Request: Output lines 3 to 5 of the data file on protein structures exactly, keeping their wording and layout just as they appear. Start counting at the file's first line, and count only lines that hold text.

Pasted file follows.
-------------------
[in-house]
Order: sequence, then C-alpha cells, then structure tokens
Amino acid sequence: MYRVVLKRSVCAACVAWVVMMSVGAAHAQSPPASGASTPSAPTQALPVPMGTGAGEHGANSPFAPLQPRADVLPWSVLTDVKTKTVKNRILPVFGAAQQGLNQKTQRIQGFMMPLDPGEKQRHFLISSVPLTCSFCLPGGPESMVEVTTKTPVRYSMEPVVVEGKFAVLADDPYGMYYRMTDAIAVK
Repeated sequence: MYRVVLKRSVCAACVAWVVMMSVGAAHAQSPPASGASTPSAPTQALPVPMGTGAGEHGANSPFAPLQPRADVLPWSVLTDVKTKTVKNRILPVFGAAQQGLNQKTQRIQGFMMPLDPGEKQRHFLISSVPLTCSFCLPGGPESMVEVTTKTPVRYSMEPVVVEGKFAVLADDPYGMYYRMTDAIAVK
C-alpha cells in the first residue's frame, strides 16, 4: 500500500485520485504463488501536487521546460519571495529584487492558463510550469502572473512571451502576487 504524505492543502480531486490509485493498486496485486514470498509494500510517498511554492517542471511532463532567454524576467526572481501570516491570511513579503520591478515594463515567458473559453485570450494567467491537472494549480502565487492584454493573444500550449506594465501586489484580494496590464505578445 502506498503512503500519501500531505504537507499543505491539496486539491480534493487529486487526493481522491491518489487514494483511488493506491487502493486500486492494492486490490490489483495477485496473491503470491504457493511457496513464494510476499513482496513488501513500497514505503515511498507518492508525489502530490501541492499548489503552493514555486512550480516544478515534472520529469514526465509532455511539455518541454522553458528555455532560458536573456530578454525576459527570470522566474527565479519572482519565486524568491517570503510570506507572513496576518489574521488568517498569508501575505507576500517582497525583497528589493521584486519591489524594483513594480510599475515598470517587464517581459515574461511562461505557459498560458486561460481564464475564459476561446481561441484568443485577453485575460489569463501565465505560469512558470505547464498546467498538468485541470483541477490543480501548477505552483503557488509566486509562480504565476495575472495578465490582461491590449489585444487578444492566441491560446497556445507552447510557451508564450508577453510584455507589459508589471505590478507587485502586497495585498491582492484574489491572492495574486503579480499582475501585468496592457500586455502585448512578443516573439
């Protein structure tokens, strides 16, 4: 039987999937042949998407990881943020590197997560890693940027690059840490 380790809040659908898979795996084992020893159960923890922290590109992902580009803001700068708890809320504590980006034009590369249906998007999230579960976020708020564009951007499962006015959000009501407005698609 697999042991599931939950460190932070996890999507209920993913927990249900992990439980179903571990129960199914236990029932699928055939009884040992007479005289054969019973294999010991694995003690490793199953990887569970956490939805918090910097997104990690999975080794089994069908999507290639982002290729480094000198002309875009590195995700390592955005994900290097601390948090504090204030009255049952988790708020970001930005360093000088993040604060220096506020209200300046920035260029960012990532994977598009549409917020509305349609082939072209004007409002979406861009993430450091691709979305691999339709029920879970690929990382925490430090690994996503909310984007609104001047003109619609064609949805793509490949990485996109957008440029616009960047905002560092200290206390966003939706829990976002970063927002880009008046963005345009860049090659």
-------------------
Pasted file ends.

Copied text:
Amino acid sequence: MYRVVLKRSVCAACVAWVVMMSVGAAHAQSPPASGASTPSAPTQALPVPMGTGAGEHGANSPFAPLQPRADVLPWSVLTDVKTKTVKNRILPVFGAAQQGLNQKTQRIQGFMMPLDPGEKQRHFLISSVPLTCSFCLPGGPESMVEVTTKTPVRYSMEPVVVEGKFAVLADDPYGMYYRMTDAIAVK
Repeated sequence: MYRVVLKRSVCAACVAWVVMMSVGAAHAQSPPASGASTPSAPTQALPVPMGTGAGEHGANSPFAPLQPRADVLPWSVLTDVKTKTVKNRILPVFGAAQQGLNQKTQRIQGFMMPLDPGEKQRHFLISSVPLTCSFCLPGGPESMVEVTTKTPVRYSMEPVVVEGKFAVLADDPYGMYYRMTDAIAVK
C-alpha cells in the first residue's frame, strides 16, 4: 500500500485520485504463488501536487521546460519571495529584487492558463510550469502572473512571451502576487 504524505492543502480531486490509485493498486496485486514470498509494500510517498511554492517542471511532463532567454524576467526572481501570516491570511513579503520591478515594463515567458473559453485570450494567467491537472494549480502565487492584454493573444500550449506594465501586489484580494496590464505578445 502506498503512503500519501500531505504537507499543505491539496486539491480534493487529486487526493481522491491518489487514494483511488493506491487502493486500486492494492486490490490489483495477485496473491503470491504457493511457496513464494510476499513482496513488501513500497514505503515511498507518492508525489502530490501541492499548489503552493514555486512550480516544478515534472520529469514526465509532455511539455518541454522553458528555455532560458536573456530578454525576459527570470522566474527565479519572482519565486524568491517570503510570506507572513496576518489574521488568517498569508501575505507576500517582497525583497528589493521584486519591489524594483513594480510599475515598470517587464517581459515574461511562461505557459498560458486561460481564464475564459476561446481561441484568443485577453485575460489569463501565465505560469512558470505547464498546467498538468485541470483541477490543480501548477505552483503557488509566486509562480504565476495575472495578465490582461491590449489585444487578444492566441491560446497556445507552447510557451508564450508577453510584455507589459508589471505590478507587485502586497495585498491582492484574489491572492495574486503579480499582475501585468496592457500586455502585448512578443516573439